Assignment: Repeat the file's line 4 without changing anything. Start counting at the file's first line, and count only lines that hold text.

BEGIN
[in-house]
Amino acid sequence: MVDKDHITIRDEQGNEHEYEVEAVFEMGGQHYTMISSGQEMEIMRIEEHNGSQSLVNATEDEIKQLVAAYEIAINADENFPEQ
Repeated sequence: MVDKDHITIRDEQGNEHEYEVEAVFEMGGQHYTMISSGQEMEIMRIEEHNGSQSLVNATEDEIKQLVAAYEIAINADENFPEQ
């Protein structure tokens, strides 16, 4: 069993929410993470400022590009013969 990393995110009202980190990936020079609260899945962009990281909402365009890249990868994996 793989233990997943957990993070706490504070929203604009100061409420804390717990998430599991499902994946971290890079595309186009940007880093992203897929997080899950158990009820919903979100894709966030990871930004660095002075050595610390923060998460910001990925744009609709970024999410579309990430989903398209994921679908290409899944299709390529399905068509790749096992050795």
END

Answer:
């Protein structure tokens, strides 16, 4: 069993929410993470400022590009013969 990393995110009202980190990936020079609260899945962009990281909402365009890249990868994996 793989233990997943957990993070706490504070929203604009100061409420804390717990998430599991499902994946971290890079595309186009940007880093992203897929997080899950158990009820919903979100894709966030990871930004660095002075050595610390923060998460910001990925744009609709970024999410579309990430989903398209994921679908290409899944299709390529399905068509790749096992050795």